Schaffendes Volk Düsseldorf
Peter Grund et al.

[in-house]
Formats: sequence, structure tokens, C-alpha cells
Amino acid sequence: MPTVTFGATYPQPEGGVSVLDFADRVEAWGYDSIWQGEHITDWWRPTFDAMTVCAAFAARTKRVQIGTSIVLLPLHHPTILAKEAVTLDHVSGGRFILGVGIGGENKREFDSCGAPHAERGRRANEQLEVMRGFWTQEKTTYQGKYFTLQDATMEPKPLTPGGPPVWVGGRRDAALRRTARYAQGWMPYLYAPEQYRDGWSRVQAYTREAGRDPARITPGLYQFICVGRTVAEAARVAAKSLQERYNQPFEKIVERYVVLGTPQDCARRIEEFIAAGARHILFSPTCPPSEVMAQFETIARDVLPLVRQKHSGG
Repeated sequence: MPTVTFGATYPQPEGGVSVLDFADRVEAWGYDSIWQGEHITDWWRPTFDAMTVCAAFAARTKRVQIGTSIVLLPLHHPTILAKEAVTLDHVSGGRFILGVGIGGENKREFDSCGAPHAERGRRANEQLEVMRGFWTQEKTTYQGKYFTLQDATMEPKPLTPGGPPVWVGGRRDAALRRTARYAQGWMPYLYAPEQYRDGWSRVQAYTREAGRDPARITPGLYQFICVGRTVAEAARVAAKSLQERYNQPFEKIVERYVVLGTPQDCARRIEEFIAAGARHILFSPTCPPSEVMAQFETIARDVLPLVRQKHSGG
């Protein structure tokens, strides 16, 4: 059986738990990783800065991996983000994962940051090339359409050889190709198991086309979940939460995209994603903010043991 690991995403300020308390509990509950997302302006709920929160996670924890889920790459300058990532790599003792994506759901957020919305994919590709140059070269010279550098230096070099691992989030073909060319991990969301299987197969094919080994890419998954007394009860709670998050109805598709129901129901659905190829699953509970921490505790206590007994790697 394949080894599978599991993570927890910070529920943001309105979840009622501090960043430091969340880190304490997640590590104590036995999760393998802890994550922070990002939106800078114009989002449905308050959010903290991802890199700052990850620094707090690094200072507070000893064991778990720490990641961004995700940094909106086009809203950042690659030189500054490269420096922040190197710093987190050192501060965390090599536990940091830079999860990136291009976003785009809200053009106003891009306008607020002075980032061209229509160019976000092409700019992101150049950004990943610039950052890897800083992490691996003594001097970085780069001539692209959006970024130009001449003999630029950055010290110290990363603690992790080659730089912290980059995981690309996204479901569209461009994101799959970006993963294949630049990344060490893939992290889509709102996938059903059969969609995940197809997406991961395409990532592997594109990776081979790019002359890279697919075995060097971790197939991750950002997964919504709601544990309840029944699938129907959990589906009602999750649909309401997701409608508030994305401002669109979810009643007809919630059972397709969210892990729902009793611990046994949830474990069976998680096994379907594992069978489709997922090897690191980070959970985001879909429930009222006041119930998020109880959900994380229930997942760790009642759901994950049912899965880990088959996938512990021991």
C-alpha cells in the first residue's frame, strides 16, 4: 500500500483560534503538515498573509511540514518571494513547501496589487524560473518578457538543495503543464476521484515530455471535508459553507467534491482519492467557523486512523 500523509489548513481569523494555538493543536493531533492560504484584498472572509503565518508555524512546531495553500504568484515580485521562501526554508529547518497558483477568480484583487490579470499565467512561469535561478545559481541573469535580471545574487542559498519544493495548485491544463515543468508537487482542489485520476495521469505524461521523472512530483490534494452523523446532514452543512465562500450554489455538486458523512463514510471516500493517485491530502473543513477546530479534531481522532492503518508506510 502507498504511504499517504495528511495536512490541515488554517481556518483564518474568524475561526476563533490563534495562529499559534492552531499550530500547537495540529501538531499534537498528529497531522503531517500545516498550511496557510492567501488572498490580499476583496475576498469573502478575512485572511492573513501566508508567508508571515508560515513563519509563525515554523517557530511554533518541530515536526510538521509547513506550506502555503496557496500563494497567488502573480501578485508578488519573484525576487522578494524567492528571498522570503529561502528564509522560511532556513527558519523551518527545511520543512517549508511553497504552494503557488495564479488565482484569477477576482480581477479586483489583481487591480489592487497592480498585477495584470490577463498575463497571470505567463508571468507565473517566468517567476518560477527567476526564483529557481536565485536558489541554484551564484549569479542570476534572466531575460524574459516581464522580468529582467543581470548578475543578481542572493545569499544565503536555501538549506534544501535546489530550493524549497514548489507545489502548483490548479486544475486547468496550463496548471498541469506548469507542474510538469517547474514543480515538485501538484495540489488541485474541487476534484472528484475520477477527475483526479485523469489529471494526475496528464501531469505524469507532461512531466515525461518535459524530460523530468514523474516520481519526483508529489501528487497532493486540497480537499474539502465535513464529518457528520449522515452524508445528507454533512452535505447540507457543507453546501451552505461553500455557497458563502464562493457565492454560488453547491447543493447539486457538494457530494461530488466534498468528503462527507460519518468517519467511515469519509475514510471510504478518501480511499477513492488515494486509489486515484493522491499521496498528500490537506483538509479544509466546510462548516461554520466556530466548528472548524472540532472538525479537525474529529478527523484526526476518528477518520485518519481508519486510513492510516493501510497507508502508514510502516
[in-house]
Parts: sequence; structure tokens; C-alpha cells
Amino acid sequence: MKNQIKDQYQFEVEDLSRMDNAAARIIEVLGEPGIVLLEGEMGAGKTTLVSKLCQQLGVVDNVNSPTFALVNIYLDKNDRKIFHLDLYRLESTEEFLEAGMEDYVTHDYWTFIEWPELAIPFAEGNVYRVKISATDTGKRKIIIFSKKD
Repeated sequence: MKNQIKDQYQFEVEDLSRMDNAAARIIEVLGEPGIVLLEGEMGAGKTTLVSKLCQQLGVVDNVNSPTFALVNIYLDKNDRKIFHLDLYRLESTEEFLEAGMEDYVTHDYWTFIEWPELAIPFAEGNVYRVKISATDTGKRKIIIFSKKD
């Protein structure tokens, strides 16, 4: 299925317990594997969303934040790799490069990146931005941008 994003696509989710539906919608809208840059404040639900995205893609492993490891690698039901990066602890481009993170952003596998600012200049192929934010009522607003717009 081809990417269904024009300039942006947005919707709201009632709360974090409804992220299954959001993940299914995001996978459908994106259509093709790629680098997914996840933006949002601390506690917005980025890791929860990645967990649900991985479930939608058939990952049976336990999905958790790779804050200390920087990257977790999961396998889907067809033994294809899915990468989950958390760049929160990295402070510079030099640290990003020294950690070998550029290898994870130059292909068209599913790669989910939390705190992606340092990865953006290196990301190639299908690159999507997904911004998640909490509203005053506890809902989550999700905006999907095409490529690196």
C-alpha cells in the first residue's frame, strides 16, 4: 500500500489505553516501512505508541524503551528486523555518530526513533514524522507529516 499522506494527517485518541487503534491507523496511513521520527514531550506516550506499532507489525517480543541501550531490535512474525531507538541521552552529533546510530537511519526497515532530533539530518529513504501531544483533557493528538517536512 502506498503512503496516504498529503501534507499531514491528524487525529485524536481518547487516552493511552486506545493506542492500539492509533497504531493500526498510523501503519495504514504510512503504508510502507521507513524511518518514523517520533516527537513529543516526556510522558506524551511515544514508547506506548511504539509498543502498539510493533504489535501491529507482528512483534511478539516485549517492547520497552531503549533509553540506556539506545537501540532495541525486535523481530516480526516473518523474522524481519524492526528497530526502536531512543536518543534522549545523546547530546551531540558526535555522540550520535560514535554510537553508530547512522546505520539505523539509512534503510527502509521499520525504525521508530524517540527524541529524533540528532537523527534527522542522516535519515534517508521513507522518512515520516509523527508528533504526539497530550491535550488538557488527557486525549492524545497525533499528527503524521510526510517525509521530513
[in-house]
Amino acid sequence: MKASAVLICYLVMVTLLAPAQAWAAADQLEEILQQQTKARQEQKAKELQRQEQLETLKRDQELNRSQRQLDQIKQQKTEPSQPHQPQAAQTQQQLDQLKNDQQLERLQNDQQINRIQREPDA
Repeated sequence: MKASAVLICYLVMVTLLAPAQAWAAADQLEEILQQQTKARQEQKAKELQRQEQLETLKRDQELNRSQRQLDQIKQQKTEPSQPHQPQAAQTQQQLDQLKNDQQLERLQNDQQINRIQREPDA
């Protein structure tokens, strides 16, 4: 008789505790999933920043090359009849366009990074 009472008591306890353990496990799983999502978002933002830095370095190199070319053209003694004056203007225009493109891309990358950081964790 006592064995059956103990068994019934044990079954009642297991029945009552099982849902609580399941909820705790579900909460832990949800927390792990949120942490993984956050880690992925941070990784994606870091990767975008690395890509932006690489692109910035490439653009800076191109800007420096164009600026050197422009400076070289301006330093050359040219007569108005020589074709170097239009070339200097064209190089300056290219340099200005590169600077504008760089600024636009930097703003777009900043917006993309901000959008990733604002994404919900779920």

In 1937, a major exhibition was organized in Düsseldorf, at the site where the Nordpark is currently located. The event took place four years after the National Socialists had seized power in Germany, and coincided with the World’s Fair (Exposition Universelle) in Paris. The initiator of the exhibition was the Deutsche Werkbund (the German Association of Craftsmen), which in 1927 had successfully organized the exhibition ‘Die Wohnung’ and constructed the settlement known as the Weissenhof Siedlung. The aim of the exhibition was to allow a previously abandoned exhibition, which had been called ‘Die Neue Zeit’ (The New Age), to in fact take place. But in 1933, the board of the Werkbund had taken on a National Socialist character: from that point onwards, its architect-members needed to have an ‘Aryan Certificate’. The state saw an opportunity to use this exhibition as a propaganda tool for the transformation of the German Reich under Hitler’s Four Year Plan; this plan was meant to make Germany independent in terms of raw materials imported from abroad within four years. The exhibition concept was modified and adapted to the leading political movement, which meant that an exhibition that had been planned as a Werkbund event became a propaganda tool for the Four Year Plan.